Arthur is the only known child of Edward and Annie Eardley. The family originated from Mow Cop on the Cheshire/Staffordshire border but, by the time of the 1901 Census, was living at 1 Farmer Street, Lancashire Hill and Edward was earning his living as a wood sawyer.
He enlisted in the town, no doubt as a conscript when he became 18. A major German spring offensive had been long expected since the beginning of 1918. What was not expected was the strength and ferocity with which it would be delivered on the morning of 21 March.
The enemy artillery barrage opened along miles of front at 4.30am and the Fusiliers immediately moved from their billets at Vendelles to take up their battle positions east of the village. "A" and "B" Companies went into the front line with "C" and "D" in close support. They were then subjected to gas shelling and the men had to put on their gas masks for about an hour. Heavy shelling continued for most of the day but, in this sector, there was no infantry attack by the Germans. However, reports were being received of British positions being overrun elsewhere and, as a precaution , orders were issued for the Battalion to withdraw back to Vendelles.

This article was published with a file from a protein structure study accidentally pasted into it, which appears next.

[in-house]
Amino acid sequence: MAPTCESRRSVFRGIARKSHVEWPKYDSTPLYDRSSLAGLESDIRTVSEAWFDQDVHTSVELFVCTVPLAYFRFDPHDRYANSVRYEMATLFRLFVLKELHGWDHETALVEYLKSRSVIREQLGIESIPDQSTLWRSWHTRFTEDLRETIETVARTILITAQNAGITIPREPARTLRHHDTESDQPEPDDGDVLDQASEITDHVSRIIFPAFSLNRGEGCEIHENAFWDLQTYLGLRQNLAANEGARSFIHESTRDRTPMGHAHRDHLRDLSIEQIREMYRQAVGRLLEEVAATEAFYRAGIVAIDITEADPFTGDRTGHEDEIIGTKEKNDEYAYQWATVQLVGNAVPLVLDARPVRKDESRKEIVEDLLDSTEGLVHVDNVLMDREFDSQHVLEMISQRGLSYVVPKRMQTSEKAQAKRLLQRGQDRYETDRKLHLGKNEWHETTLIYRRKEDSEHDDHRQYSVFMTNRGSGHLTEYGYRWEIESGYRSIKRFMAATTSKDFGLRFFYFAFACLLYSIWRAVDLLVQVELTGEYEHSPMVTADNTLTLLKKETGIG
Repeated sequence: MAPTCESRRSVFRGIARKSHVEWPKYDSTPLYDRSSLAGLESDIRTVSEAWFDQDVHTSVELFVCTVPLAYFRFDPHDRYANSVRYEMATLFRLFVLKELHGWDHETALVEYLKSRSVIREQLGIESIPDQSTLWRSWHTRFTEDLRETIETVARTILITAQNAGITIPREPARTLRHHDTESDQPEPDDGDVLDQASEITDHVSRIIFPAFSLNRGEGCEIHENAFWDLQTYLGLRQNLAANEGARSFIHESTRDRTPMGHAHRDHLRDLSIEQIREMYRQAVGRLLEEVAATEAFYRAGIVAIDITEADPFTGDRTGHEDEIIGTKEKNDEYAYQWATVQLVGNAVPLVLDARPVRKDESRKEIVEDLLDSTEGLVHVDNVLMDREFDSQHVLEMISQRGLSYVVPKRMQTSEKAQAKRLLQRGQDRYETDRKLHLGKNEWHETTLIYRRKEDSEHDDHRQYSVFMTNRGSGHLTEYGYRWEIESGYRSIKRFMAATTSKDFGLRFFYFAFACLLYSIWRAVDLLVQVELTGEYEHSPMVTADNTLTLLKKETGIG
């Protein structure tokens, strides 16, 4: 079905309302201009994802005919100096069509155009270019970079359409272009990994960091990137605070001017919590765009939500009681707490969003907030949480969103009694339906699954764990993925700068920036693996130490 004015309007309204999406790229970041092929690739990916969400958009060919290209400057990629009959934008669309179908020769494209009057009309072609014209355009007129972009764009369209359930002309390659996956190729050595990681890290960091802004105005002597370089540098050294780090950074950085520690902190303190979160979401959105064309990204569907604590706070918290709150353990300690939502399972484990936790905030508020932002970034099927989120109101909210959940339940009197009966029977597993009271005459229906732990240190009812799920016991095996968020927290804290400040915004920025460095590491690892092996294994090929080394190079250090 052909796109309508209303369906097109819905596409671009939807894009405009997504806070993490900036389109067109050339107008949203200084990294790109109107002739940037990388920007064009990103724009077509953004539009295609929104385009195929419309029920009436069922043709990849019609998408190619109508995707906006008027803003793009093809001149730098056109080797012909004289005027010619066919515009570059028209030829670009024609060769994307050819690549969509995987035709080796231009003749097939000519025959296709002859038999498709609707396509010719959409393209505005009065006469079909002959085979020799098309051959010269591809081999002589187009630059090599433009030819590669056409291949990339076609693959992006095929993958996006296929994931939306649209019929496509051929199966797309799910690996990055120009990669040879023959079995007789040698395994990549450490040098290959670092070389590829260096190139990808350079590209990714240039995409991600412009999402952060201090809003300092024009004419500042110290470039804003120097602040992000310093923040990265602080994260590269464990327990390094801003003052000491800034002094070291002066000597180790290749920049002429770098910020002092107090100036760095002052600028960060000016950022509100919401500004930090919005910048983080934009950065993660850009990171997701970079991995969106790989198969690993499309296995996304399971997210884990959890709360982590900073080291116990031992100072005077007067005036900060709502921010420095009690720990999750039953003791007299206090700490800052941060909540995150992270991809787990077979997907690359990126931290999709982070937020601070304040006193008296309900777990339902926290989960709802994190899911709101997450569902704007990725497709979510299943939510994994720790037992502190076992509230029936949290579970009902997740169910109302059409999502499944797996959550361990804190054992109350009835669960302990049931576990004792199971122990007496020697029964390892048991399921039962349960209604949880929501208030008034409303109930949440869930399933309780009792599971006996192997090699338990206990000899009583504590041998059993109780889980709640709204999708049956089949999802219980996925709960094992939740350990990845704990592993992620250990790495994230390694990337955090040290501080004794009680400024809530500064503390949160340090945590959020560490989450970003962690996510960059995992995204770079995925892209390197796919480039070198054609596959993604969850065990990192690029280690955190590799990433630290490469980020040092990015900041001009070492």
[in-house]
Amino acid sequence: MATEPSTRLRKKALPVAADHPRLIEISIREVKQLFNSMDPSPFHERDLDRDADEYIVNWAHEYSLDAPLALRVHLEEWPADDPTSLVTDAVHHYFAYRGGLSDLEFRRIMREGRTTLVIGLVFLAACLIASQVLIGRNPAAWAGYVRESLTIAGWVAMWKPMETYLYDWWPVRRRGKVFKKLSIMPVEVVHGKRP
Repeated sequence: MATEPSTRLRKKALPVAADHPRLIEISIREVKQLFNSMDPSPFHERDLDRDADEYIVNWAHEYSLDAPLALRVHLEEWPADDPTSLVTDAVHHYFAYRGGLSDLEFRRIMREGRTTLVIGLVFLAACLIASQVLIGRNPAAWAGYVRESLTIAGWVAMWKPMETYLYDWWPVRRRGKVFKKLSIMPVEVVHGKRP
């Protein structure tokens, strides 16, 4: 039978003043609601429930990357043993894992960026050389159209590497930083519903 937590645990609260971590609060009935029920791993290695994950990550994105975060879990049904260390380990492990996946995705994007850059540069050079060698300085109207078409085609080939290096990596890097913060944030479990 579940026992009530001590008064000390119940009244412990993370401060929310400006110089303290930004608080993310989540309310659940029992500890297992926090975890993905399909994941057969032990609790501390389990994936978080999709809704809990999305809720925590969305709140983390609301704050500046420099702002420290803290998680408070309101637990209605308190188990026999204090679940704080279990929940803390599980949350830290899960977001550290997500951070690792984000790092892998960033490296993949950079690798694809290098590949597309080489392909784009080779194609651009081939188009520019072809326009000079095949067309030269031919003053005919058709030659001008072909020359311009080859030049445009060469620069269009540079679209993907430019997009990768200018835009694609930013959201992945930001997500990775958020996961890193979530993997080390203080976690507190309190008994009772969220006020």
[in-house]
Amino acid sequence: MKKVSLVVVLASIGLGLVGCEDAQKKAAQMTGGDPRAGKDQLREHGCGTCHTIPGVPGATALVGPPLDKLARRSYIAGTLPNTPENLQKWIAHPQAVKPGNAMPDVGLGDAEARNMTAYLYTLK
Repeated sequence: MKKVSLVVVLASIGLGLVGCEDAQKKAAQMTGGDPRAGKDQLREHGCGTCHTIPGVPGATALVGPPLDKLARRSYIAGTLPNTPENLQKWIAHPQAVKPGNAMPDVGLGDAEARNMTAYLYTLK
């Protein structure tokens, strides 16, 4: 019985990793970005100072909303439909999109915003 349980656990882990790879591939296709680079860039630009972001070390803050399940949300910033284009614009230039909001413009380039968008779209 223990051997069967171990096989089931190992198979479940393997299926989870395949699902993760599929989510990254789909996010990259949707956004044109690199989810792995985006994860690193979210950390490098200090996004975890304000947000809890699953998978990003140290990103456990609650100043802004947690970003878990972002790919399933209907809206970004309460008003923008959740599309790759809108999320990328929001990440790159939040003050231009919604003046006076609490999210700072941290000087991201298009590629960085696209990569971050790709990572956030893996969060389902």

Compared with many other Battalions, the Fusiliers had got off lightly, it's War Diary noting that two officers had been killed and "a few casualties in the ranks". Arthur was one of them.
When the War Graves Commission collated its casualty information, Mr & Mrs Eardley had returned to Staffordshire and were living at 1 Mow Cop.